As in the case of #wheresrey, Forces of Destiny’s merchandise became integral to how audiences interpreted the inclusivity (or lack thereof) of the Star Wars universe. Initial impressions and later reviews were explicit about how audiences viewed Disney’s motivations in creating the series. Some applauded Disney for making a show “for girls,” some complained that this was simply another attempt to force a liberal “SJW” (Social Justice Warrior) agenda onto viewers, but in both cases fans and reviewers seemed secure in the knowledge that Disney’s agenda was explicitly feminist. In both positive and negative responses, Forces of Destiny has also been received by fans and consumers as an attempt to sell Star Wars to girls, despite being an allegedly universal part of the Star Wars core narrative, intended for “for anyone who has been inspired by Leia’s heroism, Rey’s courage, or Ahsoka’s tenacity.”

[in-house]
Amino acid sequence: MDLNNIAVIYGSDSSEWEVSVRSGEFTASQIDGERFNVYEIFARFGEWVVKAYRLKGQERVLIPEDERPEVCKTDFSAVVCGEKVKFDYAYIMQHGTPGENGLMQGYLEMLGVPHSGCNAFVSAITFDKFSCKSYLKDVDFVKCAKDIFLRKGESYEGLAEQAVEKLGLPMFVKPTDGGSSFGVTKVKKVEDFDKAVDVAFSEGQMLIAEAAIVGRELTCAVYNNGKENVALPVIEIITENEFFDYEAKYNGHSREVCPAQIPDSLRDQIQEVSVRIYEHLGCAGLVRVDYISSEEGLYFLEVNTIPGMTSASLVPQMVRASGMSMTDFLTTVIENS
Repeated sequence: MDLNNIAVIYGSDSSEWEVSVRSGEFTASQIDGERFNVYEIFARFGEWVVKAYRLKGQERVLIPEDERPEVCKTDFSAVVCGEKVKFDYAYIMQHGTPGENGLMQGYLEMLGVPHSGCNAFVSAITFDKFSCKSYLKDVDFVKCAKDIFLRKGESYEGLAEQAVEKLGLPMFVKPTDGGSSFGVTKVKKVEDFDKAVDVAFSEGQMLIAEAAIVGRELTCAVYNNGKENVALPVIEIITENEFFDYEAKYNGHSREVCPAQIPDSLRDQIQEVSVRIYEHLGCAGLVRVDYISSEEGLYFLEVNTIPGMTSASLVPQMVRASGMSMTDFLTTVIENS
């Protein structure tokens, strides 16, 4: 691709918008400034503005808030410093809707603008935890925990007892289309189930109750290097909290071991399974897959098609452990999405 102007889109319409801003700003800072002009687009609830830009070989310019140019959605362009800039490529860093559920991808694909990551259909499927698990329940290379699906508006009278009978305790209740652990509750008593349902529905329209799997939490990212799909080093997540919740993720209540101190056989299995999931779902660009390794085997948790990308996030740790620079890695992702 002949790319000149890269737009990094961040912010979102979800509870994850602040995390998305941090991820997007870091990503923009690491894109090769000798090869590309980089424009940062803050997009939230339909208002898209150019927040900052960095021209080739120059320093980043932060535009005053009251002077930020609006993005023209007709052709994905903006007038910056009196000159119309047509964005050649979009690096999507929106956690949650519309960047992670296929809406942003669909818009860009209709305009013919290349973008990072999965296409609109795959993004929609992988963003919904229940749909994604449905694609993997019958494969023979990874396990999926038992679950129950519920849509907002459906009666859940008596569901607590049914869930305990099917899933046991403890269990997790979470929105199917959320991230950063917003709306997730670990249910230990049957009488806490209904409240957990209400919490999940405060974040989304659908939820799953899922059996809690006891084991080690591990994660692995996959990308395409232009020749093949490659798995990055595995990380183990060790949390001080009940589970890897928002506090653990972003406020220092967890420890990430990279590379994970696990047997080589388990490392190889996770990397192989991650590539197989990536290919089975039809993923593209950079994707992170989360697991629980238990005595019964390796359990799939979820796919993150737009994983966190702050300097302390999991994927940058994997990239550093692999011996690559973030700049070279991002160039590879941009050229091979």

As Wohlwend argues, dolls and other toy figures “carry anticipated identities, the ideal users and target demographics projected by marketers... sedimented into the dolls’ designs and advertising messages through manufacturers’ production practices and distribution processes”. The Forces of Destiny toys are more than simple playthings—they contribute their own meanings to the Star Wars narrative. The Forces of Destiny line seemed to be telling girls that they were welcome in the Star Wars universe, but only if they interacted with it in a strictly defined space, where their girlish modes of play would not cross over into the larger franchise. In trying to brand Star Wars as a story for everyone, niche marketing initiatives like Forces of Destiny instead reveal how the franchise’s ‘universal’ narratives are still overwhelmingly white, Western, and masculine. Despite continued engagement with social issues, and attempts at commodity activism, popular media industrial franchises like Star Wars still serve “as crucial sites for the domestication and containment of cultural imaginaries of political protest.” It is still only outside of this system, in fans’ protest and unsanctioned play, that Star Wars’ capacity for diversity and inclusivity can be fully realized.